With time we start to have a better understanding of our customer’s needs and their behavioural patterns. As we mature from baristas and/or roasters to a more knowledgeable specialty coffee professional, we all dream of owning a coffee shop at some point.
I recently opened my own shop, alongside my business partner who has shed new light on what the administrative needs of a shop are. Her admin skills are easily rubbing off on me, and together with our shop manager, we are building our own little empire, fueled by the brown liquid we call specialty coffee. We have always focused on the quality of the coffee and the sensory experience of the customer.
How do we improve it? How can we read the customer’s needs and offer him the sensory experience he wants, without compromising the quality of coffee and still be an educational environment?
One of the biggest problems I’ve encountered as a young barista was who should I share the knowledge with and how do I tailor a complex experience like specialty coffee.
We mostly end up harassing our customers with constant informational flows, repeating ourselves 12896362.5 times a day, and I am not even gonna mention the “sugar shaming”.
Actually, I am. I used to sugar shame people, I was an obnoxious barista that would in the end take away from their personal experience.
The first day I spent at Colonna & Smalls, I was shocked to see how helpful effective communication can be in preserving the quality of the cup, without pestering, sugar shaming or upsetting our customers. I get to do what I do because of the people that are willing to pay the extra penny for a higher quality cup.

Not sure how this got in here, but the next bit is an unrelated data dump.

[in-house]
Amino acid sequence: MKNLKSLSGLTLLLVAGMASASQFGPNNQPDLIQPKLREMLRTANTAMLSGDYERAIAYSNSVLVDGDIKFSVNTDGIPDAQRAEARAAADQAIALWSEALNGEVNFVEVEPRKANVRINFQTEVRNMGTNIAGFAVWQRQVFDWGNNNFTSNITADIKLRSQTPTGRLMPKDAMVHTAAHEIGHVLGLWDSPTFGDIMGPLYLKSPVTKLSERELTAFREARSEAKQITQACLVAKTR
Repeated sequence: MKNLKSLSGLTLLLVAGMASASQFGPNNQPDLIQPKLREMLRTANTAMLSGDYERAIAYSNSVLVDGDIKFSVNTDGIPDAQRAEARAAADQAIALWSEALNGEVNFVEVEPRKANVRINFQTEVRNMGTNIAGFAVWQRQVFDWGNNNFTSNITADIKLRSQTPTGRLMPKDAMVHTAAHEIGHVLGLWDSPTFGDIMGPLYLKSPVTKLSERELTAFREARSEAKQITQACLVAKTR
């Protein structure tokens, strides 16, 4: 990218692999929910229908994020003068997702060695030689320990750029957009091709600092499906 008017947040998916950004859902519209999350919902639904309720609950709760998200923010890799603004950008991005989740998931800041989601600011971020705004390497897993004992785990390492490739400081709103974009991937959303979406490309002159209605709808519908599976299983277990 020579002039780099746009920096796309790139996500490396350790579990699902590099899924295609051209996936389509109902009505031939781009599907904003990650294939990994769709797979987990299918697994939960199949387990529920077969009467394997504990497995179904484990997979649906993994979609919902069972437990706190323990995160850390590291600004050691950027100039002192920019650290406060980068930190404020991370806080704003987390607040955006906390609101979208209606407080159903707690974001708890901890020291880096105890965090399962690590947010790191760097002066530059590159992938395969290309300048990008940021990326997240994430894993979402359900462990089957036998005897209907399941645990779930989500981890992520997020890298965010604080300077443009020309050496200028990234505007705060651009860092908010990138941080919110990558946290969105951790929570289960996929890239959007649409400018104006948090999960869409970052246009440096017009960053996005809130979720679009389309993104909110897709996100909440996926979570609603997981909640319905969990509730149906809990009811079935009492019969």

Colonna & Smalls weren’t denying anyone their sugar, but still people ended up not adding sugar to their coffee. I won’t get into it too much, but the system worked, and that made me think about how can we obtain the same results when it comes to customer interaction.
How great would it be to be able to know the level of interaction a customer is seeking, even before he would place an order?
When we designed the shop, we wanted to create the perfect layout for an accurate interaction.
Behavioural patterns are the way people are visually influenced by the layout of a shop in concordance to their needs and in exchange it gives us a guide to how reserved or complex the interaction should be.
We wanted to create a layout that could lead to the ultimate sensory experience, but first we needto define what a sensory experience might be.
The ultimate sensory experience is a very subjective matter. We accept and embrace that concept and we strive to understand the patterns in every interaction.
This is our shops design.
We have separated the shop in two major groups of interaction.
A- Front bar: * We wanted to have a wider bar to create the illusion of closeness to anyone sitting across from the bar, without crowding the order area and ensuring an efficient service whilst still being able to interact with the customers. Customers looking to interact will naturally sit in the front area and by doing so the behavioural patterns increase flexibility in carrying out the communication.
B- Rear bar: * Considering not everyone is looking for an intense coffee talk, we have to take in account the fact that sometimes less is more. From what we notice by reducing our level of interaction, we are actually improving the sensory experience by letting the customer engage us at the moment they find appropriate and letting the coffee do the “talking” . A lot of people will look for the quiet place in a coffee shop so they are able to work or enjoy a private conversation with their family and friends so that is why we created a minimal visual separation in the layout.
In the second part of this article we will split the major groups of interaction and get into more details about how a more minimal approach can actually lead to a better sensory experience.